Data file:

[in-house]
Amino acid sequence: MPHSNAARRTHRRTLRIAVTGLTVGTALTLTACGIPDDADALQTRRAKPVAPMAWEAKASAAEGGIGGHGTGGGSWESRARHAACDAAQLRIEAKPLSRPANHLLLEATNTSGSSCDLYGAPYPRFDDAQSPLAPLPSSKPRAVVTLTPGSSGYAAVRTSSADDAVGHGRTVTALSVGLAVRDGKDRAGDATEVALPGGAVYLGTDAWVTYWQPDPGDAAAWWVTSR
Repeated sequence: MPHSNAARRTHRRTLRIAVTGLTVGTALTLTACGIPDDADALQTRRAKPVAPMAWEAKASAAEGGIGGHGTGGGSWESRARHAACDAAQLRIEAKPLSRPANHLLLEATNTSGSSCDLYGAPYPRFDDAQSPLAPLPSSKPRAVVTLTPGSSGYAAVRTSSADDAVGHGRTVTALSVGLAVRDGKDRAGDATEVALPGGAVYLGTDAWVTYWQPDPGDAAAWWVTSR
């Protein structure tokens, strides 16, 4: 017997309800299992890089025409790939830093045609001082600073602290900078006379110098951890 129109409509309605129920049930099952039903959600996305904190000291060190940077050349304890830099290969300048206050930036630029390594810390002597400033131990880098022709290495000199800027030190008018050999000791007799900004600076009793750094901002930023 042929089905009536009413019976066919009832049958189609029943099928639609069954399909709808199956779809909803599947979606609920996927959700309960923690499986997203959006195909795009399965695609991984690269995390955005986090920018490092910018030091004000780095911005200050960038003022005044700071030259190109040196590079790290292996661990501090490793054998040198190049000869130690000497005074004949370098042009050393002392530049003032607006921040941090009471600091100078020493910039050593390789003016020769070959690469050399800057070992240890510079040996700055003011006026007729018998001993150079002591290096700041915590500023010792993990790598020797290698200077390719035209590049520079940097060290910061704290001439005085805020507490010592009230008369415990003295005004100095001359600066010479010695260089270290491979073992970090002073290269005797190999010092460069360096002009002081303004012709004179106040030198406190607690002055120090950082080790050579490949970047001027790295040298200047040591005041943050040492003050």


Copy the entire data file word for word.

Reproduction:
[in-house]
Amino acid sequence: MPHSNAARRTHRRTLRIAVTGLTVGTALTLTACGIPDDADALQTRRAKPVAPMAWEAKASAAEGGIGGHGTGGGSWESRARHAACDAAQLRIEAKPLSRPANHLLLEATNTSGSSCDLYGAPYPRFDDAQSPLAPLPSSKPRAVVTLTPGSSGYAAVRTSSADDAVGHGRTVTALSVGLAVRDGKDRAGDATEVALPGGAVYLGTDAWVTYWQPDPGDAAAWWVTSR
Repeated sequence: MPHSNAARRTHRRTLRIAVTGLTVGTALTLTACGIPDDADALQTRRAKPVAPMAWEAKASAAEGGIGGHGTGGGSWESRARHAACDAAQLRIEAKPLSRPANHLLLEATNTSGSSCDLYGAPYPRFDDAQSPLAPLPSSKPRAVVTLTPGSSGYAAVRTSSADDAVGHGRTVTALSVGLAVRDGKDRAGDATEVALPGGAVYLGTDAWVTYWQPDPGDAAAWWVTSR
């Protein structure tokens, strides 16, 4: 017997309800299992890089025409790939830093045609001082600073602290900078006379110098951890 129109409509309605129920049930099952039903959600996305904190000291060190940077050349304890830099290969300048206050930036630029390594810390002597400033131990880098022709290495000199800027030190008018050999000791007799900004600076009793750094901002930023 042929089905009536009413019976066919009832049958189609029943099928639609069954399909709808199956779809909803599947979606609920996927959700309960923690499986997203959006195909795009399965695609991984690269995390955005986090920018490092910018030091004000780095911005200050960038003022005044700071030259190109040196590079790290292996661990501090490793054998040198190049000869130690000497005074004949370098042009050393002392530049003032607006921040941090009471600091100078020493910039050593390789003016020769070959690469050399800057070992240890510079040996700055003011006026007729018998001993150079002591290096700041915590500023010792993990790598020797290698200077390719035209590049520079940097060290910061704290001439005085805020507490010592009230008369415990003295005004100095001359600066010479010695260089270290491979073992970090002073290269005797190999010092460069360096002009002081303004012709004179106040030198406190607690002055120090950082080790050579490949970047001027790295040298200047040591005041943050040492003050």